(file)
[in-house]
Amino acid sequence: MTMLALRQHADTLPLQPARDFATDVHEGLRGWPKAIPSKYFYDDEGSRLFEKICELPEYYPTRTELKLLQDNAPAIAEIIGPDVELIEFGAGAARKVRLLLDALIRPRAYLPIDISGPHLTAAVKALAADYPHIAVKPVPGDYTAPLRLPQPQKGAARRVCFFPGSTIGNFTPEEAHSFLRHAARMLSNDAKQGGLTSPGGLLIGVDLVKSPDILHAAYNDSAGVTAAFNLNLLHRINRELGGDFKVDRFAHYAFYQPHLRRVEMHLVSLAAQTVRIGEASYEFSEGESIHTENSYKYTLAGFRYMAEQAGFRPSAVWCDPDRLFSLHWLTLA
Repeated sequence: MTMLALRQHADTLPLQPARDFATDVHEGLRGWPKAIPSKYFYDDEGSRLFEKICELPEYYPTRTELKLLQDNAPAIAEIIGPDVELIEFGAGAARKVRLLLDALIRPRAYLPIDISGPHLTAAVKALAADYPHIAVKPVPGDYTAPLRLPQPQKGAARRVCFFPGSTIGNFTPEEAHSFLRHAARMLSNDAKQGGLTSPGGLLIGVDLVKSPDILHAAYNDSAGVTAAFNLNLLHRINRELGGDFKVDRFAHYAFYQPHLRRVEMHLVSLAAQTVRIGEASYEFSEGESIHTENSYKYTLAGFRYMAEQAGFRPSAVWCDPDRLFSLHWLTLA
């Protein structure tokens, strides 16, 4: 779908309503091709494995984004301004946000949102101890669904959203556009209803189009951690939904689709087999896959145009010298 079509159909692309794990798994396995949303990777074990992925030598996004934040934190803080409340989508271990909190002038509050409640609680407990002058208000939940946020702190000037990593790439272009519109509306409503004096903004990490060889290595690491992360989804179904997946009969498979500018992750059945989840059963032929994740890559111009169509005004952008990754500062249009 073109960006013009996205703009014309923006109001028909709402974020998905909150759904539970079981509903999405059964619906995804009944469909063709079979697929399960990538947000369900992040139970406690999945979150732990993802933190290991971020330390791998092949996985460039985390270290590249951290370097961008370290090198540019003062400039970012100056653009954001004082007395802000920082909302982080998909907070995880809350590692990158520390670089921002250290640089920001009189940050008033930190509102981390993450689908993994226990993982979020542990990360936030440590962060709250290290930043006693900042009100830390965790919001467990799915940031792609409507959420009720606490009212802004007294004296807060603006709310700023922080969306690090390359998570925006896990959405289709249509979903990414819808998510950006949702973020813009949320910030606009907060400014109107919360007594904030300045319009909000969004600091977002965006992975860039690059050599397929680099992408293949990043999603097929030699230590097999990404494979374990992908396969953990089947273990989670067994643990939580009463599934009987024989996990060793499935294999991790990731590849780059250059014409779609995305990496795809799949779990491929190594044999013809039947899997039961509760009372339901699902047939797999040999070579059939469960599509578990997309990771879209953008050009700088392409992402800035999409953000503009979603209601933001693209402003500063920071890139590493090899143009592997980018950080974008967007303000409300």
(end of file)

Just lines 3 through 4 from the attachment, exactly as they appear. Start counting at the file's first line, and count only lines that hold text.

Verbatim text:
Repeated sequence: MTMLALRQHADTLPLQPARDFATDVHEGLRGWPKAIPSKYFYDDEGSRLFEKICELPEYYPTRTELKLLQDNAPAIAEIIGPDVELIEFGAGAARKVRLLLDALIRPRAYLPIDISGPHLTAAVKALAADYPHIAVKPVPGDYTAPLRLPQPQKGAARRVCFFPGSTIGNFTPEEAHSFLRHAARMLSNDAKQGGLTSPGGLLIGVDLVKSPDILHAAYNDSAGVTAAFNLNLLHRINRELGGDFKVDRFAHYAFYQPHLRRVEMHLVSLAAQTVRIGEASYEFSEGESIHTENSYKYTLAGFRYMAEQAGFRPSAVWCDPDRLFSLHWLTLA
């Protein structure tokens, strides 16, 4: 779908309503091709494995984004301004946000949102101890669904959203556009209803189009951690939904689709087999896959145009010298 079509159909692309794990798994396995949303990777074990992925030598996004934040934190803080409340989508271990909190002038509050409640609680407990002058208000939940946020702190000037990593790439272009519109509306409503004096903004990490060889290595690491992360989804179904997946009969498979500018992750059945989840059963032929994740890559111009169509005004952008990754500062249009 073109960006013009996205703009014309923006109001028909709402974020998905909150759904539970079981509903999405059964619906995804009944469909063709079979697929399960990538947000369900992040139970406690999945979150732990993802933190290991971020330390791998092949996985460039985390270290590249951290370097961008370290090198540019003062400039970012100056653009954001004082007395802000920082909302982080998909907070995880809350590692990158520390670089921002250290640089920001009189940050008033930190509102981390993450689908993994226990993982979020542990990360936030440590962060709250290290930043006693900042009100830390965790919001467990799915940031792609409507959420009720606490009212802004007294004296807060603006709310700023922080969306690090390359998570925006896990959405289709249509979903990414819808998510950006949702973020813009949320910030606009907060400014109107919360007594904030300045319009909000969004600091977002965006992975860039690059050599397929680099992408293949990043999603097929030699230590097999990404494979374990992908396969953990089947273990989670067994643990939580009463599934009987024989996990060793499935294999991790990731590849780059250059014409779609995305990496795809799949779990491929190594044999013809039947899997039961509760009372339901699902047939797999040999070579059939469960599509578990997309990771879209953008050009700088392409992402800035999409953000503009979603209601933001693209402003500063920071890139590493090899143009592997980018950080974008967007303000409300």